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Genre: Crime, Drama, Thriller

Directed by: Danny Boyle

Starring: James McAvoy, Rosario Dawson, Vincent Cassel

Danny Boyle is hot property. After the breath-taking Olympic Opening Ceremony, he’s the British director everyone’s talking about and this will probably make Trance his most watched film to date. Boyle hasn’t undertaken a thriller in this way before but his usual beat heavy music is heard and his fascination with dreams and hallucinations is apparent. Whilst Trance may have elements of Danny Boyle camera trickery, it’s a film that has seen him boldly leave his comfort zone and it definitely pays off.

Trance stars James McAvoy as Simon, an art auctioneer who’s knocked unconscious during the robbery of a painting worth an obscene amount of money. When the thieves, lead by Vincent Cassel’s Franck, get the painting to their warehouse they see that all they really have in their possession is a canvas. Believing Simon to have taken the painting, they torture him in order to get answers but Simon fails to remember the events of that day (a result of his blow to the head), meaning the whereabouts of the painting is unknown. Franck and his team have Simon hypnotised by therapist Elizabeth (Rosario Dawson), but as she delves into his mind they begin to see why he’s hiding this secret and that everything isn’t quite what it seems.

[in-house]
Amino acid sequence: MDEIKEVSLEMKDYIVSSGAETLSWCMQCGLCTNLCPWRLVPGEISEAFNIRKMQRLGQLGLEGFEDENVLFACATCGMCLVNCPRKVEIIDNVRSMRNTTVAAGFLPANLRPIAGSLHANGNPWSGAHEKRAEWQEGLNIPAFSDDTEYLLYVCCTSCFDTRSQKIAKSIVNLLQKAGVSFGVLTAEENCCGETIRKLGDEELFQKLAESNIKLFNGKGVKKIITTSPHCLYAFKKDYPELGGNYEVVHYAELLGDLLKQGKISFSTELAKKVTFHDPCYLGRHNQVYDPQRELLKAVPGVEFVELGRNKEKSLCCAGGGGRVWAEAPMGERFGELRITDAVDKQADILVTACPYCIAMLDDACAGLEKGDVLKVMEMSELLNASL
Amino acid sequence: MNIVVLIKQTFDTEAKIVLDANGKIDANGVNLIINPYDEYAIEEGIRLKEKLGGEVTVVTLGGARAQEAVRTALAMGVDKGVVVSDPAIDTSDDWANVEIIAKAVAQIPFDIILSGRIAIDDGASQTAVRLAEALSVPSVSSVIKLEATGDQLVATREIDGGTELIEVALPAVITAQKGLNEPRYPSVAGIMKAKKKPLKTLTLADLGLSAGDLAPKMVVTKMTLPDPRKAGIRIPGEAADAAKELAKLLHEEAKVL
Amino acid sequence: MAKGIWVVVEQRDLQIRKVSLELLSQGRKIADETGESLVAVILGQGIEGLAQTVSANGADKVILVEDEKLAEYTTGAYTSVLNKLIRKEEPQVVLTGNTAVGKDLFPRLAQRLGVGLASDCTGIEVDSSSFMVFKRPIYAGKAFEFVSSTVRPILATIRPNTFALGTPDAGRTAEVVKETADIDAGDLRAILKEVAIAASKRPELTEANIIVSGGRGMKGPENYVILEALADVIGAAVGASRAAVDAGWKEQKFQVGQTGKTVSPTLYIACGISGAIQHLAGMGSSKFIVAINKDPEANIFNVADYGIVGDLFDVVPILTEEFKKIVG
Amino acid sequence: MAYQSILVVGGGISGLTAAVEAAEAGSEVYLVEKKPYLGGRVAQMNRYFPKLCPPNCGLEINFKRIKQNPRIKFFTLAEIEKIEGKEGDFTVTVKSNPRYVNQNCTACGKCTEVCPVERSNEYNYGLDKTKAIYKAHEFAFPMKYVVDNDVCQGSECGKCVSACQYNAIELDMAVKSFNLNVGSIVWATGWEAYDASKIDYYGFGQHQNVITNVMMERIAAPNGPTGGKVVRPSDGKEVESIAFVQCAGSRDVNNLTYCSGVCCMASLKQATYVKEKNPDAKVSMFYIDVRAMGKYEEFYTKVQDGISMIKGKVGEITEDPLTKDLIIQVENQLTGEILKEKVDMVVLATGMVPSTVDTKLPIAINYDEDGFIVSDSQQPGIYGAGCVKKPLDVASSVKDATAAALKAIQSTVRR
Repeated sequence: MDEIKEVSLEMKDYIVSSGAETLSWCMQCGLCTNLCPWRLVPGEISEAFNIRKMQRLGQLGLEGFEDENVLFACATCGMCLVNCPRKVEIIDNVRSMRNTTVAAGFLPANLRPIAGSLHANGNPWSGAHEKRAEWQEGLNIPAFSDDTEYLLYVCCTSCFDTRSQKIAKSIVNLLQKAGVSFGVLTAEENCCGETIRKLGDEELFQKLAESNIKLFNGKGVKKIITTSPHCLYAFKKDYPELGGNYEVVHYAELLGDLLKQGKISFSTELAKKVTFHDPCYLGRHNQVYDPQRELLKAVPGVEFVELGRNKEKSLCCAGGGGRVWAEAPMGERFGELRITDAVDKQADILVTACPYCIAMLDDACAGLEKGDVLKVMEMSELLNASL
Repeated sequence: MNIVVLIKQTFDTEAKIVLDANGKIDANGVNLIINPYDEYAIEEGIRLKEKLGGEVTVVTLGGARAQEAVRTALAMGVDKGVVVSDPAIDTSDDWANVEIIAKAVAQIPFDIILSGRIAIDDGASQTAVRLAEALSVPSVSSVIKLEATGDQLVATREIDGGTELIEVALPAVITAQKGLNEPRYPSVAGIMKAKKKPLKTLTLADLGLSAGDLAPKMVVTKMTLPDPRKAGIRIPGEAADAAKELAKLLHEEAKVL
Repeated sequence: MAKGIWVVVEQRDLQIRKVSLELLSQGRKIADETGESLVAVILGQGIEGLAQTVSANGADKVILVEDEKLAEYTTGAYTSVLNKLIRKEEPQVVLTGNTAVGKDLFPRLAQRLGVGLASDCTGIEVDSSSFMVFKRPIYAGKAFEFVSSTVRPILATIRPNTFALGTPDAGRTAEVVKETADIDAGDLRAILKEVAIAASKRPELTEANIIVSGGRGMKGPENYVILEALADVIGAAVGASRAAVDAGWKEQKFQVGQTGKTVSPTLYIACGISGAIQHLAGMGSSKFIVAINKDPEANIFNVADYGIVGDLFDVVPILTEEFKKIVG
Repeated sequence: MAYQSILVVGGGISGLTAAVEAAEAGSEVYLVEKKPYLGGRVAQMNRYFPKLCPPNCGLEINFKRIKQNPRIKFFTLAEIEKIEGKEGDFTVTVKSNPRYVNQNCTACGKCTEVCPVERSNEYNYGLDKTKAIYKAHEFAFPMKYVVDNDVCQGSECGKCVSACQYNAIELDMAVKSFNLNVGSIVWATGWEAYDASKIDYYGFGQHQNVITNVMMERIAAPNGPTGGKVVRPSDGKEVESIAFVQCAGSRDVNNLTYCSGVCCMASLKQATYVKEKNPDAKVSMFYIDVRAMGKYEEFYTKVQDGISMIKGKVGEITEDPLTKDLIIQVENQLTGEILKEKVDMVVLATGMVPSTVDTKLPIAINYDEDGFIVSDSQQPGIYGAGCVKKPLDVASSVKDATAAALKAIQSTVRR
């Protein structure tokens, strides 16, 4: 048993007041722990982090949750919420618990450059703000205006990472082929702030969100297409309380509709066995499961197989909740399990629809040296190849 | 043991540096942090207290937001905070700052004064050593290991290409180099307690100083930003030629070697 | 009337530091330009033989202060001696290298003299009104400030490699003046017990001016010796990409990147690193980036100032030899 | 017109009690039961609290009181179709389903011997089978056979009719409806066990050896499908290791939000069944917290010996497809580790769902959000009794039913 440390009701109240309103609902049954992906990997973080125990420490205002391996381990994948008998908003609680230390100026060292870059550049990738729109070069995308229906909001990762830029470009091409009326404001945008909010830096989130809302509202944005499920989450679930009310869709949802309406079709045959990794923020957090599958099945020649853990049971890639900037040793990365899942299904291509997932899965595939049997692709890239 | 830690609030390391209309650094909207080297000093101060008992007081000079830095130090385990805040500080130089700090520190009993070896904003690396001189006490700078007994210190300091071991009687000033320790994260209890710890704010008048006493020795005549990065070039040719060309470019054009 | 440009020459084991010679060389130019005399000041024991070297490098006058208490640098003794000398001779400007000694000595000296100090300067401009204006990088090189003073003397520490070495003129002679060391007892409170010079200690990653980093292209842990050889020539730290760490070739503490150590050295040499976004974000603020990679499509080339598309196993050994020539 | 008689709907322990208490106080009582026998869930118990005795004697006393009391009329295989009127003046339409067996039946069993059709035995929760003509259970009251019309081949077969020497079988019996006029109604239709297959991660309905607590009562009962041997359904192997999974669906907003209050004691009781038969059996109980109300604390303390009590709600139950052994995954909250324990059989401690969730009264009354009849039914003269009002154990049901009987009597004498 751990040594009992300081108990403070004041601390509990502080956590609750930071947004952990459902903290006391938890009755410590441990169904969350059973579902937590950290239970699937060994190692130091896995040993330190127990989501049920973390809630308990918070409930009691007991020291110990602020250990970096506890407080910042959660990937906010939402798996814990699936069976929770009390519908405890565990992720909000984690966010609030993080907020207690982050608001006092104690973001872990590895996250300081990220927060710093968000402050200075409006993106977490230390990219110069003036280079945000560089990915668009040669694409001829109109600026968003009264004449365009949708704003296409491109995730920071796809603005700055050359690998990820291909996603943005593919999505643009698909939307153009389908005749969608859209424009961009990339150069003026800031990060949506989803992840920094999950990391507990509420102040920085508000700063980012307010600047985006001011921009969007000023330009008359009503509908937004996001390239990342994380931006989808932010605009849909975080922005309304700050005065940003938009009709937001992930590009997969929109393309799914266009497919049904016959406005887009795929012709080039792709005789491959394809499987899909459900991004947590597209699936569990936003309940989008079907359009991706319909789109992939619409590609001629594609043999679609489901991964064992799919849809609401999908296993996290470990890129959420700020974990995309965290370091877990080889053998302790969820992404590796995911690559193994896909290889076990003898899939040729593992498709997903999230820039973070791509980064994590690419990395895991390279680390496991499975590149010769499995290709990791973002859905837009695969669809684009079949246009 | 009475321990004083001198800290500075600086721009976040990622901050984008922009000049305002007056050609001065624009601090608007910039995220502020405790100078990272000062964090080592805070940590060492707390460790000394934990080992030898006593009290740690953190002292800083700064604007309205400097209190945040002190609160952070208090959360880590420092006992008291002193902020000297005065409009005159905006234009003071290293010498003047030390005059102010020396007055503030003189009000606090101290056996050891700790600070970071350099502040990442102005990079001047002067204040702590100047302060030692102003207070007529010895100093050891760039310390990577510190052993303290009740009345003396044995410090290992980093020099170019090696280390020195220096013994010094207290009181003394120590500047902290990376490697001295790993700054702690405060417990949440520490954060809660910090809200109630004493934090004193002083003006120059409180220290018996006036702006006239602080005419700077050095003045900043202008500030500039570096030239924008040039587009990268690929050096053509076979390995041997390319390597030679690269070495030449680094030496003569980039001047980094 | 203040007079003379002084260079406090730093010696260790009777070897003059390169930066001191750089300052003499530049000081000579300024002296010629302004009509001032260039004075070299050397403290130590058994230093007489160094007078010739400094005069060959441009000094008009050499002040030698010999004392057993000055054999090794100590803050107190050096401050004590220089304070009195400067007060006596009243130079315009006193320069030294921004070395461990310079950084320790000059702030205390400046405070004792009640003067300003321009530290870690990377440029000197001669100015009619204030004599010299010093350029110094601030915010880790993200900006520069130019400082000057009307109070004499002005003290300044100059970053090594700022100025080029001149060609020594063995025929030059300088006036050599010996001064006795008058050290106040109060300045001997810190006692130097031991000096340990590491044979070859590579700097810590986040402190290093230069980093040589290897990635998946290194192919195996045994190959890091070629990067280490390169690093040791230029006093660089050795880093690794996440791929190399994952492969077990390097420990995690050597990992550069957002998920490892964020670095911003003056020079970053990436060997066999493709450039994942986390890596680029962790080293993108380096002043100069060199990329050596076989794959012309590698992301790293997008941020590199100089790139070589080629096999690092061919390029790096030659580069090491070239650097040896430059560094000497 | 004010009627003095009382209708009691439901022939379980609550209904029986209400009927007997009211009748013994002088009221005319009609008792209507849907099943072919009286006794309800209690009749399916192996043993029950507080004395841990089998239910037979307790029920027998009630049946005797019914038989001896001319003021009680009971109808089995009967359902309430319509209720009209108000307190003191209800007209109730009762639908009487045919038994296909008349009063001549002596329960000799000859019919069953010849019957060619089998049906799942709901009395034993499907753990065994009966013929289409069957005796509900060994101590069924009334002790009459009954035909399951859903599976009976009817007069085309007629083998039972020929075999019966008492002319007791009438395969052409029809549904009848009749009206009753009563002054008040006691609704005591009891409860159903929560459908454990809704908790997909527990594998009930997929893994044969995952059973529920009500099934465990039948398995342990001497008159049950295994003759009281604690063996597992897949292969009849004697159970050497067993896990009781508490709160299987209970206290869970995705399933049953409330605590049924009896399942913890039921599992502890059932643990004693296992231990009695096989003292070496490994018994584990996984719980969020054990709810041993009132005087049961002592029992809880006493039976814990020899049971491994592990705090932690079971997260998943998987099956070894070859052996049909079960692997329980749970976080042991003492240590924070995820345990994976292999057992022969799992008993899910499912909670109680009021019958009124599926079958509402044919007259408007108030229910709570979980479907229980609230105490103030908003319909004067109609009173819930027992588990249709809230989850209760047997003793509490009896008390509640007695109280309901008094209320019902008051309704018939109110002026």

Trance is a complex thriller that you’ll have to concentrate on in order to keep up with the non-linear time frame. If you don’t pay attention you may fail to realise whether you’re in reality or in the mind of one of the characters. Think Inception but without the dreams-within-dreams. Don’t be put off by the intricacy of the film though; it’s easy to follow as long as you understand what you’re being drawn into.

Each actor individually manages to create a sense of empathy for their character and the audience are lead to understand them, even the criminal mastermind behind it all, Franck. This is partly due to the multifaceted script but mostly because of the great acting by all three leads. Cassel brings emotion to Franck and, although we know what he’s doing is wrong, we get an understanding of why he’s committing his crime. Dawson’s character is full of hidden agendas and her performance really shows that. We’re constantly unsure of who she’s trying to help and any ‘A’ list actress who takes her kit off, and isn’t Demi Moore, deserves a shout out for bravery. McAvoy is also on top form – seeming vulnerable at the beginning but changing over time. One thing Boyle always manages to do is bring the best out of his cast.

What Boyle truly brings to Trance though is visual flair. The beautiful colours, the quick cuts, the shots where objects and people reflect in multiple mirrors, really add to the illusion. Sharp blue and red visuals – both of which intensify the subject of the human psyche, enhance the film further. Whilst it might not be as commercially viable as Slumdog Millionaire or be in with a chance of becoming a cult hit, like Trainspotting or 28 Days Later, compared to the 127 Hours and Sunshine, this is definitely the best.


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